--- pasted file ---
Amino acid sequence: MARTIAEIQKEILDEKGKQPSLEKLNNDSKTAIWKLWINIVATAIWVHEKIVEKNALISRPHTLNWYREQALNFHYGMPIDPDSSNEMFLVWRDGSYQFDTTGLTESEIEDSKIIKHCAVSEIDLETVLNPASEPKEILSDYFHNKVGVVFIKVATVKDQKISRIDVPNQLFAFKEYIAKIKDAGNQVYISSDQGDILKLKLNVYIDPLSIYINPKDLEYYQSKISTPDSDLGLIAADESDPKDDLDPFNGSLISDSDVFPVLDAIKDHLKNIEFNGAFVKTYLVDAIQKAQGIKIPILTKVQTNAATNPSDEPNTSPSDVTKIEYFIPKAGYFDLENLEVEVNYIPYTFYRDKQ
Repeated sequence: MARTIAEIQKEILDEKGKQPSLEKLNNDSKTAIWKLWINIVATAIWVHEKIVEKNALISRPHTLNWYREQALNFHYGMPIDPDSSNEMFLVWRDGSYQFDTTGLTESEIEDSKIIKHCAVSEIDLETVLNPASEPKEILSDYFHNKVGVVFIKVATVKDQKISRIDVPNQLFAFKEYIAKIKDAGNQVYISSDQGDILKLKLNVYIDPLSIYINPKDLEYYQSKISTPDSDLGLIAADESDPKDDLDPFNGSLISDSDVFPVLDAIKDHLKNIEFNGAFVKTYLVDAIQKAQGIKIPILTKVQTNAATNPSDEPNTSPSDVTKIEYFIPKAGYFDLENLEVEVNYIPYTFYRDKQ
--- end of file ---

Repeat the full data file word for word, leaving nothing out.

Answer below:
Amino acid sequence: MARTIAEIQKEILDEKGKQPSLEKLNNDSKTAIWKLWINIVATAIWVHEKIVEKNALISRPHTLNWYREQALNFHYGMPIDPDSSNEMFLVWRDGSYQFDTTGLTESEIEDSKIIKHCAVSEIDLETVLNPASEPKEILSDYFHNKVGVVFIKVATVKDQKISRIDVPNQLFAFKEYIAKIKDAGNQVYISSDQGDILKLKLNVYIDPLSIYINPKDLEYYQSKISTPDSDLGLIAADESDPKDDLDPFNGSLISDSDVFPVLDAIKDHLKNIEFNGAFVKTYLVDAIQKAQGIKIPILTKVQTNAATNPSDEPNTSPSDVTKIEYFIPKAGYFDLENLEVEVNYIPYTFYRDKQ
Repeated sequence: MARTIAEIQKEILDEKGKQPSLEKLNNDSKTAIWKLWINIVATAIWVHEKIVEKNALISRPHTLNWYREQALNFHYGMPIDPDSSNEMFLVWRDGSYQFDTTGLTESEIEDSKIIKHCAVSEIDLETVLNPASEPKEILSDYFHNKVGVVFIKVATVKDQKISRIDVPNQLFAFKEYIAKIKDAGNQVYISSDQGDILKLKLNVYIDPLSIYINPKDLEYYQSKISTPDSDLGLIAADESDPKDDLDPFNGSLISDSDVFPVLDAIKDHLKNIEFNGAFVKTYLVDAIQKAQGIKIPILTKVQTNAATNPSDEPNTSPSDVTKIEYFIPKAGYFDLENLEVEVNYIPYTFYRDKQ